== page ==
I can feel the shift though. The last three shows in New Orleans have been sold out. To have that happen in New Orleans—when there’s so much talent around the corner, across the street, down the block—is crazy. It feels like the Roots or the Missy Elliott crew, something like that. It’s this wild, crazy, creative group that we haven’t seen in a while. I feel like it’s time for New Orleans to have something like that, on a major platform, representing the type of people that we have here. There are so many underground scenes and movements going on that nobody knows about. We’re not just brass music. We’re not just jazz. We’re not just Mardi Gras. We have so much that people don’t know about. The moment anyone brings up New Orleans, they go straight to Bourbon, but that’s not all we are. It’s definitely not what I am.
How important is improvisation in your shows? Both for you and for the band?
I like improv. I like it more on certain stages though. If I’m on a festival stage, since we’re on contract for a certain amount of time and I want to get everything in, I’ll go with a little less than usual. I don’t want to cut off any songs because I’ve been talking too much or something [laughs]. But then there’s those magical moments on stage where you’ll literally make up another part to your song in front of everybody. We have plenty of different sets, but there’s no two Tank and the Bangas shows that are exactly the same. Something is always going to be different. We like to surprise our audience and we like to surprise ourselves.
Your music is usually bursting with positivity, even when it deals with challenging themes. Is positivity important to you for its own sake?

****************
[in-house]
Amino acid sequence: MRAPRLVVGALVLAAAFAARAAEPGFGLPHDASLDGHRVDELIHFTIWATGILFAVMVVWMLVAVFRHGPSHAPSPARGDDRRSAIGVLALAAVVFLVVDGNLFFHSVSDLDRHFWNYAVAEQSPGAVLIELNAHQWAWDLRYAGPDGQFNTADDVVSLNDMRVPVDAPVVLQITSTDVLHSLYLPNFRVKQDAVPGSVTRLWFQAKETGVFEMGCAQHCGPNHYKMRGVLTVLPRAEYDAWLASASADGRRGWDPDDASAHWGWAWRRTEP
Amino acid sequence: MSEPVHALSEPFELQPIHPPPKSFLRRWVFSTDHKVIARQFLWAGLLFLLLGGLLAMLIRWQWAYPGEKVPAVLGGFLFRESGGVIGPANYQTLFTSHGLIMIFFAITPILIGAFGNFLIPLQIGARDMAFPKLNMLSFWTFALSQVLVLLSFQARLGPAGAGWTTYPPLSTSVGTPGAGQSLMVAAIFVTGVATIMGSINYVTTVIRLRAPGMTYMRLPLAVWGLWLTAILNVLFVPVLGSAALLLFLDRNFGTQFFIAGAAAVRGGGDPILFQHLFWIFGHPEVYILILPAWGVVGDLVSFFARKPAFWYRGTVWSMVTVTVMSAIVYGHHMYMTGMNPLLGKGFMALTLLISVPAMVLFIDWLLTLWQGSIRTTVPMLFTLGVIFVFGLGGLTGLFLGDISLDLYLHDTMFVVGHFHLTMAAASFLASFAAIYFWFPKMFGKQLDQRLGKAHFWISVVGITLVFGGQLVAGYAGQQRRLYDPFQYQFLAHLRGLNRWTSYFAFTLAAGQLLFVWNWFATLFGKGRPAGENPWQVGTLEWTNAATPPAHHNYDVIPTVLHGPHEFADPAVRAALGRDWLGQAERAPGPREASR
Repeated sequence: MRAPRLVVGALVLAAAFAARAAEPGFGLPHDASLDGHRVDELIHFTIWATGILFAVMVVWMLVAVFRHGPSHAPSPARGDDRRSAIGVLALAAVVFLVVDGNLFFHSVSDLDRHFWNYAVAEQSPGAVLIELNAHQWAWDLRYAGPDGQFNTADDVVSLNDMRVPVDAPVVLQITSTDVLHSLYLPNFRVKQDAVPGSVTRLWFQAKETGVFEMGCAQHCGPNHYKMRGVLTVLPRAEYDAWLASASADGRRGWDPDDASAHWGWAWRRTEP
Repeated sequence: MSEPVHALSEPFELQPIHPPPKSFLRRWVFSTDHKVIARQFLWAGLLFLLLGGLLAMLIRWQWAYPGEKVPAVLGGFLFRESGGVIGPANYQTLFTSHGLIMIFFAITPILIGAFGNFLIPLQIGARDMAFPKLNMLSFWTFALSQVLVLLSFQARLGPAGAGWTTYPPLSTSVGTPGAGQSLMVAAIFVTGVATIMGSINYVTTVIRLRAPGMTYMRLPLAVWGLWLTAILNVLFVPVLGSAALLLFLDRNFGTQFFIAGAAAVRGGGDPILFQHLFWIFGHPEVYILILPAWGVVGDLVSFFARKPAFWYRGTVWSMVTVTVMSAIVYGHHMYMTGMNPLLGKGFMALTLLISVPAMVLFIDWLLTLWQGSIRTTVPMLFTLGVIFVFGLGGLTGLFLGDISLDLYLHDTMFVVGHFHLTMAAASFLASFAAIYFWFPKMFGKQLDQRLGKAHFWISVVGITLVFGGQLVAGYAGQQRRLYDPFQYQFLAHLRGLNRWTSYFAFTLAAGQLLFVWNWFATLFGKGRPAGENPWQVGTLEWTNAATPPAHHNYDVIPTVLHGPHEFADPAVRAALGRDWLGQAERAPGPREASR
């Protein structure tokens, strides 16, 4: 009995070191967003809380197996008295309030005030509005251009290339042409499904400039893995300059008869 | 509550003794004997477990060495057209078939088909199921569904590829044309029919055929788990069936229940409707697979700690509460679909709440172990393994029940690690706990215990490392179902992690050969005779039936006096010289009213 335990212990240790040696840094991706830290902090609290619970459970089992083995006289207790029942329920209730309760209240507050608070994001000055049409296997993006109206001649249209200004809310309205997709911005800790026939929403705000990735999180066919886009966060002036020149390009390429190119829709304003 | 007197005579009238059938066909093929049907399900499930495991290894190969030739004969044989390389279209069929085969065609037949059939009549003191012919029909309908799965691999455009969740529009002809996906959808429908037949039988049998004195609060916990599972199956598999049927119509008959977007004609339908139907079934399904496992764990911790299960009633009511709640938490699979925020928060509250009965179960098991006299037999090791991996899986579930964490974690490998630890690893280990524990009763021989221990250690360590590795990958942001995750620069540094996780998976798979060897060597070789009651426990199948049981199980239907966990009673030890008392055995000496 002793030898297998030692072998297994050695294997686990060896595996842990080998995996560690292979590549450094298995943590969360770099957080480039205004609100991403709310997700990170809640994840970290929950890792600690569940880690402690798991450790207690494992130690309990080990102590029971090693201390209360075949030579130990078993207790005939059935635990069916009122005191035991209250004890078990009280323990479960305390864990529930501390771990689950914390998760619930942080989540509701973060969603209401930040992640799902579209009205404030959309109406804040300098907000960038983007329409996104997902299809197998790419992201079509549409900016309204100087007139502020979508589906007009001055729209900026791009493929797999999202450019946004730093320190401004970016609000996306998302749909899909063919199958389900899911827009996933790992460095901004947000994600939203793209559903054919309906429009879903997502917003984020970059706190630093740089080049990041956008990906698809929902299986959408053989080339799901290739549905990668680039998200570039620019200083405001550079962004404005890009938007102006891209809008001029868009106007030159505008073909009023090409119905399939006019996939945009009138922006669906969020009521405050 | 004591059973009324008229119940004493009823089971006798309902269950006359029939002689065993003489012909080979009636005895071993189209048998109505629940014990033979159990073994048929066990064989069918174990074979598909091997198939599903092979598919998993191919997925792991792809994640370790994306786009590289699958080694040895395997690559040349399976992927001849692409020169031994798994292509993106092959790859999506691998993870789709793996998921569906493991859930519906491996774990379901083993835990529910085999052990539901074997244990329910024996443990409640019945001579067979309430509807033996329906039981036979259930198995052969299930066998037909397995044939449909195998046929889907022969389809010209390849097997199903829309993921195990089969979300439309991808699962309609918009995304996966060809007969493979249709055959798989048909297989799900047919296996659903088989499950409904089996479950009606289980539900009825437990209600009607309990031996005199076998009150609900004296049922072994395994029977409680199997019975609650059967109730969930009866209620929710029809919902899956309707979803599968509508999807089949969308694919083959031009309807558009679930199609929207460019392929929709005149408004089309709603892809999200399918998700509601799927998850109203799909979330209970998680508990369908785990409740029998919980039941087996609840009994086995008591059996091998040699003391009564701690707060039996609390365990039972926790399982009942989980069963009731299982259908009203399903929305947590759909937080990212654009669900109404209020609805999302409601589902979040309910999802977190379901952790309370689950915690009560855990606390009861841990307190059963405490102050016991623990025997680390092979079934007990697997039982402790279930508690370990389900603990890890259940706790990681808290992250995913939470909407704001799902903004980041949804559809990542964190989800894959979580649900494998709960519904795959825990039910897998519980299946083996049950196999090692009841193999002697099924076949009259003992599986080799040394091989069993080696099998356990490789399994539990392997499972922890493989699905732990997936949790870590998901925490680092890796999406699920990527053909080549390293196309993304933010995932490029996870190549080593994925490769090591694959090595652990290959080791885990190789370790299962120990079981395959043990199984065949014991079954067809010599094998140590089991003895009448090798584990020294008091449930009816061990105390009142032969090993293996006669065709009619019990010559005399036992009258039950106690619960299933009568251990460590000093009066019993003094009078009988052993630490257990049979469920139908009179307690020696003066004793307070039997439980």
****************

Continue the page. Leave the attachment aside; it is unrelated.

Oh yeah, man. You just wanna make people feel good. You wanna feel good. If you’re not feeling good then you’re doing a job. Nobody wants that. We don’t want our work to feel like work. And sometimes it can. Once you start getting with the big dogs and truly getting paid, you’re expected to deliver at a certain point. But when you’re naturally gifted at so many things, you can get pretty lax about it. You’re like, ‘I can do this, its fine.’ But you gotta keep your eye on the prize and remember what you’re doing this for. It’s not just for you, but to give people an experience every single time. It’s to encourage people and to help them get through this day-to-day life shit. That’s why it’s important to be positive. What is it going to be if it’s not positive? Negative? That’s not cool.
It’s been a little while since Think Tank came out. What’s next from y’all in the studio?
We just finished doing an official recording for ‘Quick,’ and we’re going to follow it up with another song after that. It’s funny, we’ve been fighting about the title of the song since I wrote it. It’s either going to be ‘Spaceships’ or ‘Movies’ or ‘I Like Money’ or ‘Make It Rain.’ Maybe ‘Don’t Make It Rain’ or ‘Foolishly Spending.’ I don’t know what the hell I’m going to call this song, but it’s going to come after ‘Quick.’ It’s very cute and bouncy and fun. It makes me feel good. Everyone I’ve played it for has really liked it. We’re also wrapping up a video for ‘Quick,’ and it’s going to be dope. We can’t wait to premiere it.
Is there another full-length album coming? When can we expect it?
I guess in the next year or so. We’re really trying to work hard on it and balance everything. I’m not going to say it isn’t demanding, because it is. I have very much less free time than I did before, so I need to use my time wisely. I still want to put on a great live show, and my problem is that I spent so much time thinking about the live show, but I need to spend just as much time thinking about the studio album. That’s what I have to do now. I always focused on it, but now it’s time to focus way more on it. I don’t want to hear anyone else’s new album; I want to hear our new album. There’s going to be a lot of awesome songs. I wrote some of them when I spent time in London, just going to playgrounds and spending time by myself. I can’t wait for people to hear what we sound like now. Some people who were on that last album aren’t even in the group anymore. It’s a new wave for us, and I want all the people who are in the group now to have an album that they played on.